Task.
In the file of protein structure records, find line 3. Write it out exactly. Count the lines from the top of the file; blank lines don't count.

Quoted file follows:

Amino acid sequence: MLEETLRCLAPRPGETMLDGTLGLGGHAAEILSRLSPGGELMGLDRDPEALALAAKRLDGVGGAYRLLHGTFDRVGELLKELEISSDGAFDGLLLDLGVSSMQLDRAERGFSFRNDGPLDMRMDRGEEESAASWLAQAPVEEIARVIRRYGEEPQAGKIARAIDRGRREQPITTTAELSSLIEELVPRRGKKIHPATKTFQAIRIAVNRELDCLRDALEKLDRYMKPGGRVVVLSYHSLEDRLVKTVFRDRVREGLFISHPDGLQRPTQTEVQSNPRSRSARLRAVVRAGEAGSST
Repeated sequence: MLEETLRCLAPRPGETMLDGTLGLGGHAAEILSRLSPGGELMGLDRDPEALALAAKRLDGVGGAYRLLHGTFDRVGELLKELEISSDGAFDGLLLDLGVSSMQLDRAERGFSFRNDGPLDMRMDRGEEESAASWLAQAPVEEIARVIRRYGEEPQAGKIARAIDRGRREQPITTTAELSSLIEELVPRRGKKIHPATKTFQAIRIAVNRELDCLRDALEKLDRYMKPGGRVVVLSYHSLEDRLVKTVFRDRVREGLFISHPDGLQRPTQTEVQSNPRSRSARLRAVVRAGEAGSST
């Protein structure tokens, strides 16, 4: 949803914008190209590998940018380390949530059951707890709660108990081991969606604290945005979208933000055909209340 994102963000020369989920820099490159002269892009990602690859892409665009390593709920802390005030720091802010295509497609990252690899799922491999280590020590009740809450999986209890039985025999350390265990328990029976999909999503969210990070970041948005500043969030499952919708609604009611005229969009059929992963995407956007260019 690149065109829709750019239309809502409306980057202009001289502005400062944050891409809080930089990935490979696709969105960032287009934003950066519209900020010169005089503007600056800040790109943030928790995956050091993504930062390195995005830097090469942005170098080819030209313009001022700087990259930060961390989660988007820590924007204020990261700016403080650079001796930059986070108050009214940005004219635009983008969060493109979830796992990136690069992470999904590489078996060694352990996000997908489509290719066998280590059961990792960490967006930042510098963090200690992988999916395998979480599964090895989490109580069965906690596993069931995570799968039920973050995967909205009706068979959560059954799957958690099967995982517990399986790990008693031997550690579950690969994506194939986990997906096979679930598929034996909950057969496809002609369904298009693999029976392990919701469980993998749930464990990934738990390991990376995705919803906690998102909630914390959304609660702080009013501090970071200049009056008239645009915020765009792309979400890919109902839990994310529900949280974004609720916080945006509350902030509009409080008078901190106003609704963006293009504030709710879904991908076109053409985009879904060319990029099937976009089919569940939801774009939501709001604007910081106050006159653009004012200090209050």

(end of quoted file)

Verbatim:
């Protein structure tokens, strides 16, 4: 949803914008190209590998940018380390949530059951707890709660108990081991969606604290945005979208933000055909209340 994102963000020369989920820099490159002269892009990602690859892409665009390593709920802390005030720091802010295509497609990252690899799922491999280590020590009740809450999986209890039985025999350390265990328990029976999909999503969210990070970041948005500043969030499952919708609604009611005229969009059929992963995407956007260019 690149065109829709750019239309809502409306980057202009001289502005400062944050891409809080930089990935490979696709969105960032287009934003950066519209900020010169005089503007600056800040790109943030928790995956050091993504930062390195995005830097090469942005170098080819030209313009001022700087990259930060961390989660988007820590924007204020990261700016403080650079001796930059986070108050009214940005004219635009983008969060493109979830796992990136690069992470999904590489078996060694352990996000997908489509290719066998280590059961990792960490967006930042510098963090200690992988999916395998979480599964090895989490109580069965906690596993069931995570799968039920973050995967909205009706068979959560059954799957958690099967995982517990399986790990008693031997550690579950690969994506194939986990997906096979679930598929034996909950057969496809002609369904298009693999029976392990919701469980993998749930464990990934738990390991990376995705919803906690998102909630914390959304609660702080009013501090970071200049009056008239645009915020765009792309979400890919109902839990994310529900949280974004609720916080945006509350902030509009409080008078901190106003609704963006293009504030709710879904991908076109053409985009879904060319990029099937976009089919569940939801774009939501709001604007910081106050006159653009004012200090209050």